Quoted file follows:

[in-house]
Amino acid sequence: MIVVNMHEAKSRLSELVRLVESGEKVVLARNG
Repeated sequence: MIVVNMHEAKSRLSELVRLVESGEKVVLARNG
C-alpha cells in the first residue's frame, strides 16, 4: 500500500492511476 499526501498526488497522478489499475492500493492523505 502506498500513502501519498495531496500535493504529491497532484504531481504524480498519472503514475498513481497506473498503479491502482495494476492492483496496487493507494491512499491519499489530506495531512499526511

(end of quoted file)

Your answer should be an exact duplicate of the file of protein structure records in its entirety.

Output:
[in-house]
Amino acid sequence: MIVVNMHEAKSRLSELVRLVESGEKVVLARNG
Repeated sequence: MIVVNMHEAKSRLSELVRLVESGEKVVLARNG
C-alpha cells in the first residue's frame, strides 16, 4: 500500500492511476 499526501498526488497522478489499475492500493492523505 502506498500513502501519498495531496500535493504529491497532484504531481504524480498519472503514475498513481497506473498503479491502482495494476492492483496496487493507494491512499491519499489530506495531512499526511